- Courtesy Photo / SELF
Dr. Illeana Silva, pediatric director for San Antonio's University Health System, said delaying well-checks and vaccines for babies and toddlers could create a “vaccine gap” exposing a vulnerable segment of our community to life-threatening but avoidable diseases.
"We don't want to start seeing rises in serious diseases like measles and whooping cough that are vaccine-preventable," she said.
With residents hunkered down, Silva worries vaccinations may not be top of mind for many parents. Others may think bringing a young child to the doctor during the outbreak is dangerous.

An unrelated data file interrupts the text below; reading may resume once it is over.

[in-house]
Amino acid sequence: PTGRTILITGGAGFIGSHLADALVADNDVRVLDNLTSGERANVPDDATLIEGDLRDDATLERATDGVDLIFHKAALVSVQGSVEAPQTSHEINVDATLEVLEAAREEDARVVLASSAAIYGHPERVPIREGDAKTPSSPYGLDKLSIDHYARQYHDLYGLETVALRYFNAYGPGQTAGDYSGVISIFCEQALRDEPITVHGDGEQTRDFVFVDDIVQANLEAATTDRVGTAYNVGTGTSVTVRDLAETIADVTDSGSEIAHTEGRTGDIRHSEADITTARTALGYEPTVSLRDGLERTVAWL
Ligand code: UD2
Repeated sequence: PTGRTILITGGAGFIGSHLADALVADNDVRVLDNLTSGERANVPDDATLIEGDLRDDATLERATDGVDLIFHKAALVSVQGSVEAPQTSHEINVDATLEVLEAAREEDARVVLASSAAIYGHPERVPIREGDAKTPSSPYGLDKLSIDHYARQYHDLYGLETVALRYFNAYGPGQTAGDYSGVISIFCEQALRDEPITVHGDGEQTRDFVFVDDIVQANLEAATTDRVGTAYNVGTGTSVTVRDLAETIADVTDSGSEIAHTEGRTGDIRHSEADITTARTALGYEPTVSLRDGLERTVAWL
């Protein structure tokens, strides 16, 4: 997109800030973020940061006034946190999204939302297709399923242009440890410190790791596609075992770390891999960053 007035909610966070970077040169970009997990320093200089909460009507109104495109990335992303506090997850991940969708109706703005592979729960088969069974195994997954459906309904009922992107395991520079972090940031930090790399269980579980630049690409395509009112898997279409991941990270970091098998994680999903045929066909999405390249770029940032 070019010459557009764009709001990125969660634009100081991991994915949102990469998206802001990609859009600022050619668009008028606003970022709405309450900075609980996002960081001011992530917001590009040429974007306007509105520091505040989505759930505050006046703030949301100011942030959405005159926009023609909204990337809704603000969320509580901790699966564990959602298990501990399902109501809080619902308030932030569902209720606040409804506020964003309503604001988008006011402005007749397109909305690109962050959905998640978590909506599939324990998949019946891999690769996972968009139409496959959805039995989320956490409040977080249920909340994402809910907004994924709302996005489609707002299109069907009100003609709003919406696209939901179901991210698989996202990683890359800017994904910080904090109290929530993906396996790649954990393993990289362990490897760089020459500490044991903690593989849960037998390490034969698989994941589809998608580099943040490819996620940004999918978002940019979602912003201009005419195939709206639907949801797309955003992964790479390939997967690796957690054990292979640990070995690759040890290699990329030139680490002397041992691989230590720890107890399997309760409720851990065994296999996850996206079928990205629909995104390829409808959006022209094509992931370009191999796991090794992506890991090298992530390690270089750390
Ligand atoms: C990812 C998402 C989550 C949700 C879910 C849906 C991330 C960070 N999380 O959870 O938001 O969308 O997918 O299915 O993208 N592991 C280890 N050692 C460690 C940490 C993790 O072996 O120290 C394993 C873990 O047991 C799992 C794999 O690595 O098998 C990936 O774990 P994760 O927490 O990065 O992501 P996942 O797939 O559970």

The Centers for Disease Control and Prevention and the American Association of Pediatrics have made recommendations to help doctors avoid contagion during the pandemic, including scheduling visits for healthy kids during one part of the day and those with symptoms during a different part.
Some pediatricians also have dedicated separate clinic space, including separate entrances for sick and well kids, while others are asking visitors to sit in their cars instead of the waiting room until it's time to be seen.
Even if parents aren't worried about their child running the risk of developing a serious disease while quarantined at home, Silva cautions that it may be difficult to get in for an appointment once stay-at-home orders are lifted.
"There's still going to be a catch-up period when pediatric offices are overwhelmed," she said. "We're only able to take in so much volume at one time."
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